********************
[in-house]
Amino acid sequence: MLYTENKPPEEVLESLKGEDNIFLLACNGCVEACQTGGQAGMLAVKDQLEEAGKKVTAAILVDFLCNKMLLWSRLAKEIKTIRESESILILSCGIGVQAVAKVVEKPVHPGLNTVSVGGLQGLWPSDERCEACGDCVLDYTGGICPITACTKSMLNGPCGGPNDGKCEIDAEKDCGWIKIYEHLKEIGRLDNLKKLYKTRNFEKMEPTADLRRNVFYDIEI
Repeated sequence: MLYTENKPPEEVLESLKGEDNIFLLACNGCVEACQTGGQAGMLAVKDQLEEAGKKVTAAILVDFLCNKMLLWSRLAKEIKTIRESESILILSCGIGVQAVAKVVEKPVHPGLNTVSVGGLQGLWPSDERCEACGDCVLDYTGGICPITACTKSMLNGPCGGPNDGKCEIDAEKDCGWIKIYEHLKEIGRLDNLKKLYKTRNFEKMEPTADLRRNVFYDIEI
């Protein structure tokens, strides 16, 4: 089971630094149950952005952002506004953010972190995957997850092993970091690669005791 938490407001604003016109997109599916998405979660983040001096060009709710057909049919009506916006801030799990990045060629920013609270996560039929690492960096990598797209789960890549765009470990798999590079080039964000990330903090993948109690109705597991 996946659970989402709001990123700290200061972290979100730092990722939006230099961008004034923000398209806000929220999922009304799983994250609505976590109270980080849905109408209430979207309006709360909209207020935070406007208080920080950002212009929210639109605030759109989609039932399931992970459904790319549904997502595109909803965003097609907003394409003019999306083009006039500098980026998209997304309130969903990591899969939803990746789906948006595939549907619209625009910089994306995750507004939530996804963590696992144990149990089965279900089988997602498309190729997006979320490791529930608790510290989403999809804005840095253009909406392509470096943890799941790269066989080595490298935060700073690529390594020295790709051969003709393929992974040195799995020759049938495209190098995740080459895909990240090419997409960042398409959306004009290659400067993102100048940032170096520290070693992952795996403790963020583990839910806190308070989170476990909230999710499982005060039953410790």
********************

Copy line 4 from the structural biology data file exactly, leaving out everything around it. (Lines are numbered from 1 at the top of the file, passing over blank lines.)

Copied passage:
């Protein structure tokens, strides 16, 4: 089971630094149950952005952002506004953010972190995957997850092993970091690669005791 938490407001604003016109997109599916998405979660983040001096060009709710057909049919009506916006801030799990990045060629920013609270996560039929690492960096990598797209789960890549765009470990798999590079080039964000990330903090993948109690109705597991 996946659970989402709001990123700290200061972290979100730092990722939006230099961008004034923000398209806000929220999922009304799983994250609505976590109270980080849905109408209430979207309006709360909209207020935070406007208080920080950002212009929210639109605030759109989609039932399931992970459904790319549904997502595109909803965003097609907003394409003019999306083009006039500098980026998209997304309130969903990591899969939803990746789906948006595939549907619209625009910089994306995750507004939530996804963590696992144990149990089965279900089988997602498309190729997006979320490791529930608790510290989403999809804005840095253009909406392509470096943890799941790269066989080595490298935060700073690529390594020295790709051969003709393929992974040195799995020759049938495209190098995740080459895909990240090419997409960042398409959306004009290659400067993102100048940032170096520290070693992952795996403790963020583990839910806190308070989170476990909230999710499982005060039953410790």